Have you ever thought about what went through Jesus’ disciples minds on the Friday of the crucifixion?  They’d been with Jesus through years of good times.  They’d seen him teach, perform miracles, heal the sick, and care for the poor, the oppressed, and the rejected.  At one time, they were even willing to die for him.  But then things went bad.  And just as quickly as they once so convincingly stood by him, they now doubted him, fled from him, denied him, and even watched him die.  But God was still there.  And Easter Sunday was coming.
     Every couple walks through their own “Fridays,” when it seems things couldn't get any worse, that any hope of...well...hope, seems unlikely.  The joy you once experienced seems distant and an unnatural darkness has crept into your relationship.  I don’t know what your Friday is.  It might be a new couple’s first major disagreement.  “Where is the man I married?”  It might be deception.  “Did she really believe I would never find out about her secret credit cards?”  It might be the loss of a job.  “He feels so worthless, and I don’t know how to help him.”  It might be of a physical nature.  “The disease is progressive and she won’t get better.”  Whether it is a spouse’s really bad choices, mismanaged stress, financial difficulty, family problems, or whatever else, all couples encounter fearful Fridays.
     But God is there.  He is always there.  And there is a “Sunday” coming that brings the hope of new life, reconciliation, and renewal.  Jesus’ disciples couldn’t see it on Friday, and more often than not a couple in the middle of a crisis can’t see it either.  But trust God and know that Sunday is coming.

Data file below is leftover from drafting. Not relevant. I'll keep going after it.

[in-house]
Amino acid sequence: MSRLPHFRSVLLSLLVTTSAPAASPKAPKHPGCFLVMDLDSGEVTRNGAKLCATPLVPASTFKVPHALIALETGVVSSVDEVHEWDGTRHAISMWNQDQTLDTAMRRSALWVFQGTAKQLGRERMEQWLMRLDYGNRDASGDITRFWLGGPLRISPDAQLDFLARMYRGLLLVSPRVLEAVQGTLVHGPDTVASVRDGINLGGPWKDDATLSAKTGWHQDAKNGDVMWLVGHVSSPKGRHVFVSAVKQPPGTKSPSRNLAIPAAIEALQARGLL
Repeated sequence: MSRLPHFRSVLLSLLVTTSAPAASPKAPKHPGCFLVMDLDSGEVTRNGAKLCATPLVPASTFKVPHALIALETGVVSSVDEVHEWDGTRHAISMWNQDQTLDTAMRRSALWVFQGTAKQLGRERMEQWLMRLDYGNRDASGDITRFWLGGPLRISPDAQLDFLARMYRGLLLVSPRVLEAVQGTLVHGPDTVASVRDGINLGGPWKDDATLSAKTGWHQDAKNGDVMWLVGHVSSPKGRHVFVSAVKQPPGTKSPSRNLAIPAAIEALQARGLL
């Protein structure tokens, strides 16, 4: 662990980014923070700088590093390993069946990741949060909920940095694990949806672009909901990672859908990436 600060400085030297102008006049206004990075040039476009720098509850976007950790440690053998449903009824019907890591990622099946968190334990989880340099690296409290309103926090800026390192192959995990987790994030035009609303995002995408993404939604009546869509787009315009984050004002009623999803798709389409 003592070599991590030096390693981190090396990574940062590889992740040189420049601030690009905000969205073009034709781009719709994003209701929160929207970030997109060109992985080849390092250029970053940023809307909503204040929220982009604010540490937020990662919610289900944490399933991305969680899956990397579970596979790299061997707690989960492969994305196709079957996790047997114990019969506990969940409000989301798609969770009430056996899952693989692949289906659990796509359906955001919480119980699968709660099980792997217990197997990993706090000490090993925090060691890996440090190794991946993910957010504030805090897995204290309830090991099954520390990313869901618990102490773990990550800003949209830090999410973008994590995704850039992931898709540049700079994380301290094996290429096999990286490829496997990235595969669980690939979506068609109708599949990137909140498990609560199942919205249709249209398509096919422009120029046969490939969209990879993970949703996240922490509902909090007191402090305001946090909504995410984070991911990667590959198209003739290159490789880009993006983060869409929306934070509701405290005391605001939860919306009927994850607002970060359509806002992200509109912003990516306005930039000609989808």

In 1 Corinthians 15:3-4, Paul says:
 For what I received I passed on to you as of first importance: that Christ died for our sins according to the Scriptures, that he was buried, that he was raised on the third day according to the Scriptures.
The most important part of our faith is knowing; knowing that resurrection Sunday is coming.  And in knowing we have “Christ in us, the hope of glory” (Colossians 1:27).  The most important part of our marriage is knowing; knowing that Fridays come, but if we hold on to Him who gives us our hope, if we live in love, forgiveness, grace, and reconciliation, then our Sundays are coming too.
     I don’t know what Fridays you’ve already lived through, what Friday you might be experiencing now, or what Fridays lie ahead, but please don’t give up on your mate.  Please don’t forget God is always with us.  Please don’t lose hope.  Hold on to Christ, and hold on to your mate, because Easter Sunday is coming.

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For the rest of this week's posts on Holy Week and Marriage, click to links below:

Thursday, April 13, 2017

Marriage and Holy Week: Serve